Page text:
Most Disney Die-Hards Say It’s Too Expensive; Families Going To Great Wolf Lodge Instead
When Magic Kingdom opened in 1971, a single-day admission ticket was $3.50. Someone earning federal minimum wage in 1971 ($1.60 an hour) only needed to work 2.19 hours to pay for admission.
Fast forward to today, and prices have skyrocketed. A one-day ticket to a single Disney World park varies from $109 to $159 per day, depending on the day.
To put that into perspective, a minimum wage worker visiting a single Disney World park on the cheapest of days would have to work 15.03 hours to afford admission, an increase of 586% since the park first opened. If the same person wanted to visit the park on a high-demand day, they would have to work 21.90 hours, a massive jump of 900% since 1971.
Is this really the dream that Walt Disney envisioned?
Did Disney’s Greed Turn Them Into Ebenezer Scrooge?
According to Time2Play, 92.6% of surveyed Disney World enthusiasts said they believe the cost of a Disney vacation is now out of reach for average families. What used to be regular vacation for middle-class families has evolved into a luxury trip with pricey add-ons everywhere you look.
In 2021, Disney World ditched its Fast Pass system after more than 20 years for the new Genie service and its paid companion Genie+. Most park loyalists have poorly received this change. 66.9% report feeling they won’t get the whole Disney World experience if they don’t upgrade to Genie+ and purchase additional Lightning Lane entries to certain Disney park rides.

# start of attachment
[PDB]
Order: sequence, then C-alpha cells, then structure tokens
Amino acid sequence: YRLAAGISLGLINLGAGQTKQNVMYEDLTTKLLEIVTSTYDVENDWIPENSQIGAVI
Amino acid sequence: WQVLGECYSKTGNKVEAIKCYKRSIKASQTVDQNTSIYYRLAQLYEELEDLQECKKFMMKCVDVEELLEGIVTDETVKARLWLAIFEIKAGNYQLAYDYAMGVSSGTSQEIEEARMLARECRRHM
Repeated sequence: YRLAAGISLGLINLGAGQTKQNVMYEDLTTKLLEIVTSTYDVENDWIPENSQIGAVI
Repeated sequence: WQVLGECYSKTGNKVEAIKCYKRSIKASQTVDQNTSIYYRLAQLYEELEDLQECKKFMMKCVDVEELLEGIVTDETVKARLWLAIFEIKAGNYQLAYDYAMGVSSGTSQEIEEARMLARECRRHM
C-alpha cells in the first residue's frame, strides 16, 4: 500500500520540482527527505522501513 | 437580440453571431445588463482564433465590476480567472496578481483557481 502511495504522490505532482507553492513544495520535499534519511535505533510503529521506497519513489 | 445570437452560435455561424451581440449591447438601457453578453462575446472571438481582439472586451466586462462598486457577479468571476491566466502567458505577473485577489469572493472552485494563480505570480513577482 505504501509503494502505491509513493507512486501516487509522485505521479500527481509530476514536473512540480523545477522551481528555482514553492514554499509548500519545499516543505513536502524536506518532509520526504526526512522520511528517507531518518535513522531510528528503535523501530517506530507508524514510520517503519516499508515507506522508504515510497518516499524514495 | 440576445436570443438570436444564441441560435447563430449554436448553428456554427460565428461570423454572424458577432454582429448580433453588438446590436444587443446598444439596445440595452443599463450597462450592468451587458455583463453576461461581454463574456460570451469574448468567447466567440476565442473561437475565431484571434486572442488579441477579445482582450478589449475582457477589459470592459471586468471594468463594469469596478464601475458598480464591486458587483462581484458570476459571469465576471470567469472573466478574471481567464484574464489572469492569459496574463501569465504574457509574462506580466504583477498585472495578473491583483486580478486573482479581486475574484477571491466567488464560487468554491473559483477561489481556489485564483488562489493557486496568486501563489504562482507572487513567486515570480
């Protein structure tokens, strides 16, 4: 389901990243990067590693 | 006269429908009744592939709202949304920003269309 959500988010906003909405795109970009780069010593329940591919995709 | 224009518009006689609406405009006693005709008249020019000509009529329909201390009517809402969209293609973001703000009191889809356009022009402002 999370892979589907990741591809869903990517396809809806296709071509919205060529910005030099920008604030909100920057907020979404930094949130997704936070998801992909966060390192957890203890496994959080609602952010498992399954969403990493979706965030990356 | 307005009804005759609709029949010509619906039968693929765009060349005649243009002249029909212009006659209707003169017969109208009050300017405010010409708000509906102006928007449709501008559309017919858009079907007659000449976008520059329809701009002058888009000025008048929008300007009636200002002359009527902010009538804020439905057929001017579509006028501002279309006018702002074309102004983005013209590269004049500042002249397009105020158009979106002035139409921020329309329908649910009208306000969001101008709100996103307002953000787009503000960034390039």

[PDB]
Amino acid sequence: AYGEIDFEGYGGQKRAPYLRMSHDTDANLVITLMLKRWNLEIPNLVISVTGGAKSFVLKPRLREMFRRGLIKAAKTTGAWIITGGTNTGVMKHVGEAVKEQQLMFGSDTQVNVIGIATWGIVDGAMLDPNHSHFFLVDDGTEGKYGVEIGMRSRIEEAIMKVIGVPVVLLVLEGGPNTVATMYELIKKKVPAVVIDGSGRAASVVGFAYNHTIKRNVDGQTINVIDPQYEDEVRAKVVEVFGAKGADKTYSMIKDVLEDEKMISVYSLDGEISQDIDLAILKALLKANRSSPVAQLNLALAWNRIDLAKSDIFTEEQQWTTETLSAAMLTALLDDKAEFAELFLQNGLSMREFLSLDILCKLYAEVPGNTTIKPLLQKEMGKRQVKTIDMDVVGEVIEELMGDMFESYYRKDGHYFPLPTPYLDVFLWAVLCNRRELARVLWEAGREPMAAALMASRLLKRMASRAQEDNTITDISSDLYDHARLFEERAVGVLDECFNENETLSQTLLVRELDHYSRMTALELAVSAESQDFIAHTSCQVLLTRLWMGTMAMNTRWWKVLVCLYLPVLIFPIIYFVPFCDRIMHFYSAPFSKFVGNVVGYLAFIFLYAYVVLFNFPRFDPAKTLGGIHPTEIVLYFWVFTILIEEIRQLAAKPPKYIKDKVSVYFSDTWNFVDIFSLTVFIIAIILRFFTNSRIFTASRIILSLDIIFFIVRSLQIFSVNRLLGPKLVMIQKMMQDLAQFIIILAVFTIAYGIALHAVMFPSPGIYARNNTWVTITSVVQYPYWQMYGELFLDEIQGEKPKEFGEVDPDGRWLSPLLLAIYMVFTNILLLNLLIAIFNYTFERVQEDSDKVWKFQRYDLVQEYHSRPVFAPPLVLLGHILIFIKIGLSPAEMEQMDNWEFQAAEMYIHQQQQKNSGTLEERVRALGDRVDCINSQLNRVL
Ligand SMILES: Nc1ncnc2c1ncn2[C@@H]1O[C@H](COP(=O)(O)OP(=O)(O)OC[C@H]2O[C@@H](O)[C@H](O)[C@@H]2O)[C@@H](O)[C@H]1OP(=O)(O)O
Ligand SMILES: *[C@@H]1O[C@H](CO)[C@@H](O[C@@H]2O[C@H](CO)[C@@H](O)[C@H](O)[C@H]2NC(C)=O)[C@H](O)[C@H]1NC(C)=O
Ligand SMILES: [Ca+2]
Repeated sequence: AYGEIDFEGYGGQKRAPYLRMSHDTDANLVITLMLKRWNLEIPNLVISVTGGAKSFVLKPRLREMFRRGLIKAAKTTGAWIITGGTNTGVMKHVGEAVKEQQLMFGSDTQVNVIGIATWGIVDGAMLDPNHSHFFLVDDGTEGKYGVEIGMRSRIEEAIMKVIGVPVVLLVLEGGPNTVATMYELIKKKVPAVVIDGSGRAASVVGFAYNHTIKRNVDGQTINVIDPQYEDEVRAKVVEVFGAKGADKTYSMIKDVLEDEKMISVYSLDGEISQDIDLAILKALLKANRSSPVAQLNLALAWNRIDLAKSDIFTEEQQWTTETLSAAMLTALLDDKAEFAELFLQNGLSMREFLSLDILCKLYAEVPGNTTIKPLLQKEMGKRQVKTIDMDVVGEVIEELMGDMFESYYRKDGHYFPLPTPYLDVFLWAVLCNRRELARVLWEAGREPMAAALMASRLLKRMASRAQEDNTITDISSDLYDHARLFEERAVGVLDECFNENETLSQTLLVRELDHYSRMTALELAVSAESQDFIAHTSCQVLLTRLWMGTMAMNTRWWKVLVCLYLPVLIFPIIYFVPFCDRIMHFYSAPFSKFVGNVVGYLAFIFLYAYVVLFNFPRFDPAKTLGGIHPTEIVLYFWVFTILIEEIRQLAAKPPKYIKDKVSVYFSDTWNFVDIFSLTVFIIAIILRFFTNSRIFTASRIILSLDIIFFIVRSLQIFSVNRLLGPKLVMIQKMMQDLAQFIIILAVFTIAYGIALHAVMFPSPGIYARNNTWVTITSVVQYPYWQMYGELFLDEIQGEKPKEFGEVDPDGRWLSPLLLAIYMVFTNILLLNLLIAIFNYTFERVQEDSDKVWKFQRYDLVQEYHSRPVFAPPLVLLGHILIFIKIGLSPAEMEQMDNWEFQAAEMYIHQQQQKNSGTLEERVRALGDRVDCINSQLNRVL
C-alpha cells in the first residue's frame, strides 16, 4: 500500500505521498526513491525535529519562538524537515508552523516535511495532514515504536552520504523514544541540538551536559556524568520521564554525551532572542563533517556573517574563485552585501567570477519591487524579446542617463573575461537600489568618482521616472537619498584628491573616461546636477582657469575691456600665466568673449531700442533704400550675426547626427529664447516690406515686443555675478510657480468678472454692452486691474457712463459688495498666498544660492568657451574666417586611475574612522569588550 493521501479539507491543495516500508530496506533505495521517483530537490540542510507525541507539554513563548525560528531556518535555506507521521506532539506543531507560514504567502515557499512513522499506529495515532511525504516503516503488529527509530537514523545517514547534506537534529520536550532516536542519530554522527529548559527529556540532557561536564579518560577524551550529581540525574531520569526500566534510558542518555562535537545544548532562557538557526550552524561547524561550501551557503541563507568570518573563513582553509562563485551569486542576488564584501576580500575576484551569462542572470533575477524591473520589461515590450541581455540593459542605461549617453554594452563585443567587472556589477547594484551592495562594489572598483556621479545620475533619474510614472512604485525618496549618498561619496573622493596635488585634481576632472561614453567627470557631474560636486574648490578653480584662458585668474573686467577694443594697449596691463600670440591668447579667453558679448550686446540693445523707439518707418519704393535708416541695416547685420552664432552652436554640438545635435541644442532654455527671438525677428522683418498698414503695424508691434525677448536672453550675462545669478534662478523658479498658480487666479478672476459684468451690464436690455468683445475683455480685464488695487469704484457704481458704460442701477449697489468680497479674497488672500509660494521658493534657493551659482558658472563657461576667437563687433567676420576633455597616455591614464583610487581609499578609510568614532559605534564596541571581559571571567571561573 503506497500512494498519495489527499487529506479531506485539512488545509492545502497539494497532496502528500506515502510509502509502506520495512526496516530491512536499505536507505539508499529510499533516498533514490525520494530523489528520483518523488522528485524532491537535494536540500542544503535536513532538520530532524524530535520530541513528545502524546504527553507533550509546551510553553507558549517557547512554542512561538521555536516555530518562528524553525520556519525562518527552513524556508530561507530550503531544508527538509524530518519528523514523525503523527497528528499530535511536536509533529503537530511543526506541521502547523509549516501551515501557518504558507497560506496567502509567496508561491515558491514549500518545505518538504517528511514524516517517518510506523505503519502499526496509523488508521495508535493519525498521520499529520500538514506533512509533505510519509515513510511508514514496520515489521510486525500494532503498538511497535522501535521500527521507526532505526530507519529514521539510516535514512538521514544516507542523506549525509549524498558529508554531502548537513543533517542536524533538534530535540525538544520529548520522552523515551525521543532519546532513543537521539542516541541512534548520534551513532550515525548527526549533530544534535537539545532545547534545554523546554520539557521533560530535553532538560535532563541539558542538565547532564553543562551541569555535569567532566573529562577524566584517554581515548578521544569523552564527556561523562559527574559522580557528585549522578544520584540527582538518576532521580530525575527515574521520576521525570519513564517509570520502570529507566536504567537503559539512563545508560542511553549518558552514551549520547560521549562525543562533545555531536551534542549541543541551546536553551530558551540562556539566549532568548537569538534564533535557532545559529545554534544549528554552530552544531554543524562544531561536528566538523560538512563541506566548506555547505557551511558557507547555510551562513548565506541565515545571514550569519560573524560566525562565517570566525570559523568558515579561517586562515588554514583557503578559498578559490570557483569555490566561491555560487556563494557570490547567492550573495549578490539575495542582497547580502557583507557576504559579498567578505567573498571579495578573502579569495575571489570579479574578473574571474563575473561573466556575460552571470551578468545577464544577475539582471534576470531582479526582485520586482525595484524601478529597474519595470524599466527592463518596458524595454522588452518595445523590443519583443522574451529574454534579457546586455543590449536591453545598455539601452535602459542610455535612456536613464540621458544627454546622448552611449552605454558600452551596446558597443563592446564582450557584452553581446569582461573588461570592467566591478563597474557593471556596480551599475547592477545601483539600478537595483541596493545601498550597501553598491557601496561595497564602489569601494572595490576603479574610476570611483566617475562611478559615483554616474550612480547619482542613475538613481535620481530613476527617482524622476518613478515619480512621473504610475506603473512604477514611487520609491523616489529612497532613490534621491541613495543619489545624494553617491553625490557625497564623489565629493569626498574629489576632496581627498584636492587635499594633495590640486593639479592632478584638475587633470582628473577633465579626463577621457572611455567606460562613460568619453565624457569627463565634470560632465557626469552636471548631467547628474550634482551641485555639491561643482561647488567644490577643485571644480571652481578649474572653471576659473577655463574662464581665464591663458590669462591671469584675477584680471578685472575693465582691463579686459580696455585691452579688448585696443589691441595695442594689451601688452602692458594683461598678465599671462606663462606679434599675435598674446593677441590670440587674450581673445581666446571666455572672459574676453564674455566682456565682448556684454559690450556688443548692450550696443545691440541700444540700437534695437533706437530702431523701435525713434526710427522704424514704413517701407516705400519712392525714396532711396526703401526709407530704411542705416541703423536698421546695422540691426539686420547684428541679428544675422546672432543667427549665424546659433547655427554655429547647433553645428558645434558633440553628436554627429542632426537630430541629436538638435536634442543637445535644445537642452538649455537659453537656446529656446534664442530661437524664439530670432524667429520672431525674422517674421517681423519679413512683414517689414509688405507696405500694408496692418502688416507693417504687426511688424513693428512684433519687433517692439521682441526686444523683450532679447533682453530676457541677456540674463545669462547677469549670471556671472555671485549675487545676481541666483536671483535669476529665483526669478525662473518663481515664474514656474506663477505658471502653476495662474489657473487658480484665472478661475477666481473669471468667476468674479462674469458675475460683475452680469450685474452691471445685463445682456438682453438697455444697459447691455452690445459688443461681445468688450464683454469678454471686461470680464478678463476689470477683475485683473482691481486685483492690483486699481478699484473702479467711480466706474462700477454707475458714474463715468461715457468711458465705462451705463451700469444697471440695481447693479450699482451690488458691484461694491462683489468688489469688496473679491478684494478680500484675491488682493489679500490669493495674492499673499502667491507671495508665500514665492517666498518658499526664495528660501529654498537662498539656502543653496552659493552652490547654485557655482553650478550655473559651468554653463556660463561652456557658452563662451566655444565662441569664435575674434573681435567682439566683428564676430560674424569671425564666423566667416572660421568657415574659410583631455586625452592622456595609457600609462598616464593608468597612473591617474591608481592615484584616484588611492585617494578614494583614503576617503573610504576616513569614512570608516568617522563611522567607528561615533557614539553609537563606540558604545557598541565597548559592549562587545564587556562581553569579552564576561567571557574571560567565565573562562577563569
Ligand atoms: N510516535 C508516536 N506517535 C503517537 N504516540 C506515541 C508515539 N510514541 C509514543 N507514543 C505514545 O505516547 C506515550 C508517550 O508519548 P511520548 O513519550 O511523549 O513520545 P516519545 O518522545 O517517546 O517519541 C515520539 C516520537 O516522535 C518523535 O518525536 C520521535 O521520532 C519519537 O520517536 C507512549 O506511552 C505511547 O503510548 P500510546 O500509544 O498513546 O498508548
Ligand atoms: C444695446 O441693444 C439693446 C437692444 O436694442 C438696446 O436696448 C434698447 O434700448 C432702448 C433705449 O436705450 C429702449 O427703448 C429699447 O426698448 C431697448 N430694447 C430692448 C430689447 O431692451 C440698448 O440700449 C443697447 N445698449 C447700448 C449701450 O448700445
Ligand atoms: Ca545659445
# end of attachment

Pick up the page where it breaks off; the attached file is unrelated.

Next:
But the disillusionment doesn’t stop there. 68.3% said rampant price increases and nickel and diming have made it feel like Disney World has lost its magic.
That’s why many are leaving The supposedly Happiest Place on Earth for a more carefree, joy-filled, and affordable family vacation. According to Newsweek, families across America are replacing a trip to Disney with a trip to a Great Wolf Lodge instead.
Great Wolf Lodge – 19 Indoor Water Park Resorts and More On the Way
Many people equate indoor water parks with Great Wolf Lodge, and it’s not hard to see why. With 19 locations and two more under construction, they are North America’s largest family of indoor water parks.
“For more than two decades, Great Wolf Lodge has provided a close, convenient getaway for families to come together to laugh, play and strengthen their family bonds,” shared Brooke Patterson, Senior Vice President of Brand Experiences for Great Wolf Lodge.
The centerpiece attraction at each one of their lodge-themed resorts is a large indoor water park featuring water slides, pools, and play areas. Additionally, each resort offers other attractions such as ropes courses, arcade games, miniature golf, bowling, and their branded exclusive interactive game, MagicQuest.
According to CouponCravings, Great Wolf Lodge’s regular room rates are between $199 and $329 per night, depending on the room type. However, mid-week stays are often discounted and rooms can be purchased on Groupon or Living Social for as low as $99 to $149 a night. Additionally, day passes are available for purchase for those who live nearby.
Also, if you’re a timeshare owner, you can exchange your timeshare for a 3,5, or 7-night stay at a Great Wolf Lodge through RCI.
Great Wolf indoor water parks can be found in:
- Wisconsin Dells, Wisconsin
- Sandusky, Ohio
- Traverse City, Michigan
- Kansas City, Kansas
- Williamsburg, Virginia
- Pocono Mountains, Pennsylvania
- Mason, Ohio
- Grapevine, Texas
- Grand Mound, Washington
- Fitchburg, Massachusetts
- Charlotte, North Carolina
- Garden Grove, California
- Manteca, California
- Colorado Springs, Colorado
- Bloomington, Minnesota
- LaGrange, Georgia
- Gurnee, Illinois,
- Scottsdale, Arizona
- Niagara Falls, Ontario, Canada
- Perryville, Maryland (2023)
- Naples, Florida (2024)